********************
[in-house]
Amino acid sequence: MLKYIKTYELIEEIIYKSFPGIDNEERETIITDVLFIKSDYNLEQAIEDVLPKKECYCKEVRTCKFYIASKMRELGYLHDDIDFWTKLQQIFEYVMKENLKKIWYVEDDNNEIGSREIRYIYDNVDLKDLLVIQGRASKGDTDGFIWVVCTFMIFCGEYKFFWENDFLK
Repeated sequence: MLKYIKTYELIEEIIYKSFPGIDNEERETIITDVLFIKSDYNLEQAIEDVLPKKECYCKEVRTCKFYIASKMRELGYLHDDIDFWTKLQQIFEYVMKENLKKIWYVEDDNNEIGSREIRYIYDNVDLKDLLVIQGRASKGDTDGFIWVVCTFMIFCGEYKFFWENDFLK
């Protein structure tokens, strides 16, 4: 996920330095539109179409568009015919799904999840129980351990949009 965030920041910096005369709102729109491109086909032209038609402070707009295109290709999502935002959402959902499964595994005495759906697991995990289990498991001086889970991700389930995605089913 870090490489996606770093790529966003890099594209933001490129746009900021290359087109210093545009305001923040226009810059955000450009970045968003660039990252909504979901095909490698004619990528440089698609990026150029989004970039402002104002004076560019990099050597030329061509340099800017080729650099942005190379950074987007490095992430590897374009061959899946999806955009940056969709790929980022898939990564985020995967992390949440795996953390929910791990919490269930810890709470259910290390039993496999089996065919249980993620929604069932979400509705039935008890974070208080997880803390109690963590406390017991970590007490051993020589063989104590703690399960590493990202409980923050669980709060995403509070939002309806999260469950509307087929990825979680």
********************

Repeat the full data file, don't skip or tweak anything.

[in-house]
Amino acid sequence: MLKYIKTYELIEEIIYKSFPGIDNEERETIITDVLFIKSDYNLEQAIEDVLPKKECYCKEVRTCKFYIASKMRELGYLHDDIDFWTKLQQIFEYVMKENLKKIWYVEDDNNEIGSREIRYIYDNVDLKDLLVIQGRASKGDTDGFIWVVCTFMIFCGEYKFFWENDFLK
Repeated sequence: MLKYIKTYELIEEIIYKSFPGIDNEERETIITDVLFIKSDYNLEQAIEDVLPKKECYCKEVRTCKFYIASKMRELGYLHDDIDFWTKLQQIFEYVMKENLKKIWYVEDDNNEIGSREIRYIYDNVDLKDLLVIQGRASKGDTDGFIWVVCTFMIFCGEYKFFWENDFLK
């Protein structure tokens, strides 16, 4: 996920330095539109179409568009015919799904999840129980351990949009 965030920041910096005369709102729109491109086909032209038609402070707009295109290709999502935002959402959902499964595994005495759906697991995990289990498991001086889970991700389930995605089913 870090490489996606770093790529966003890099594209933001490129746009900021290359087109210093545009305001923040226009810059955000450009970045968003660039990252909504979901095909490698004619990528440089698609990026150029989004970039402002104002004076560019990099050597030329061509340099800017080729650099942005190379950074987007490095992430590897374009061959899946999806955009940056969709790929980022898939990564985020995967992390949440795996953390929910791990919490269930810890709470259910290390039993496999089996065919249980993620929604069932979400509705039935008890974070208080997880803390109690963590406390017991970590007490051993020589063989104590703690399960590493990202409980923050669980709060995403509070939002309806999260469950509307087929990825979680």